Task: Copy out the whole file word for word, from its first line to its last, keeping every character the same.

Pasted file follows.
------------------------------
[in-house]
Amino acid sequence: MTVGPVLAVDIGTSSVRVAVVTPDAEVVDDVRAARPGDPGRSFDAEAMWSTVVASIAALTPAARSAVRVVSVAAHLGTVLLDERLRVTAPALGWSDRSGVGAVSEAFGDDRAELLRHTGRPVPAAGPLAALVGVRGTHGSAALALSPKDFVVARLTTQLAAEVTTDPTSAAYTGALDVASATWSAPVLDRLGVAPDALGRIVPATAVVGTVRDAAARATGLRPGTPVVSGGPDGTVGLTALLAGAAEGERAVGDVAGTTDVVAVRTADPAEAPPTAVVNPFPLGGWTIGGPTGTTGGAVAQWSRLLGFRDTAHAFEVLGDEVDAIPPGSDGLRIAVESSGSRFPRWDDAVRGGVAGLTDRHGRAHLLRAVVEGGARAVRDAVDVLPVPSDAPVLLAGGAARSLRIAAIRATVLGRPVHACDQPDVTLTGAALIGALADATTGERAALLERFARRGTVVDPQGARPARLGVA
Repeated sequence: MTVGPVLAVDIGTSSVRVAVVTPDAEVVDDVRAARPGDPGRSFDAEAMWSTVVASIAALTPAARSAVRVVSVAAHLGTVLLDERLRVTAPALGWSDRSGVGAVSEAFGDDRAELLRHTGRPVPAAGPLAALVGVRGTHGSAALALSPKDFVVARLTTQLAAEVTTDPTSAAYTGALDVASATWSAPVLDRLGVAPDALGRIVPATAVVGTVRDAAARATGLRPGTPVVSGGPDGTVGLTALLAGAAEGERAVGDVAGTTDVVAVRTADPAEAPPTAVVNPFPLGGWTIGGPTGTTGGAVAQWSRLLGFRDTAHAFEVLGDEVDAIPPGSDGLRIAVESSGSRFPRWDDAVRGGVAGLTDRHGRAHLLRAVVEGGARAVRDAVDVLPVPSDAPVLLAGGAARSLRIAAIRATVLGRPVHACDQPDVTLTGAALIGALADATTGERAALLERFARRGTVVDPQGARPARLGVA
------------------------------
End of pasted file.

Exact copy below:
[in-house]
Amino acid sequence: MTVGPVLAVDIGTSSVRVAVVTPDAEVVDDVRAARPGDPGRSFDAEAMWSTVVASIAALTPAARSAVRVVSVAAHLGTVLLDERLRVTAPALGWSDRSGVGAVSEAFGDDRAELLRHTGRPVPAAGPLAALVGVRGTHGSAALALSPKDFVVARLTTQLAAEVTTDPTSAAYTGALDVASATWSAPVLDRLGVAPDALGRIVPATAVVGTVRDAAARATGLRPGTPVVSGGPDGTVGLTALLAGAAEGERAVGDVAGTTDVVAVRTADPAEAPPTAVVNPFPLGGWTIGGPTGTTGGAVAQWSRLLGFRDTAHAFEVLGDEVDAIPPGSDGLRIAVESSGSRFPRWDDAVRGGVAGLTDRHGRAHLLRAVVEGGARAVRDAVDVLPVPSDAPVLLAGGAARSLRIAAIRATVLGRPVHACDQPDVTLTGAALIGALADATTGERAALLERFARRGTVVDPQGARPARLGVA
Repeated sequence: MTVGPVLAVDIGTSSVRVAVVTPDAEVVDDVRAARPGDPGRSFDAEAMWSTVVASIAALTPAARSAVRVVSVAAHLGTVLLDERLRVTAPALGWSDRSGVGAVSEAFGDDRAELLRHTGRPVPAAGPLAALVGVRGTHGSAALALSPKDFVVARLTTQLAAEVTTDPTSAAYTGALDVASATWSAPVLDRLGVAPDALGRIVPATAVVGTVRDAAARATGLRPGTPVVSGGPDGTVGLTALLAGAAEGERAVGDVAGTTDVVAVRTADPAEAPPTAVVNPFPLGGWTIGGPTGTTGGAVAQWSRLLGFRDTAHAFEVLGDEVDAIPPGSDGLRIAVESSGSRFPRWDDAVRGGVAGLTDRHGRAHLLRAVVEGGARAVRDAVDVLPVPSDAPVLLAGGAARSLRIAAIRATVLGRPVHACDQPDVTLTGAALIGALADATTGERAALLERFARRGTVVDPQGARPARLGVA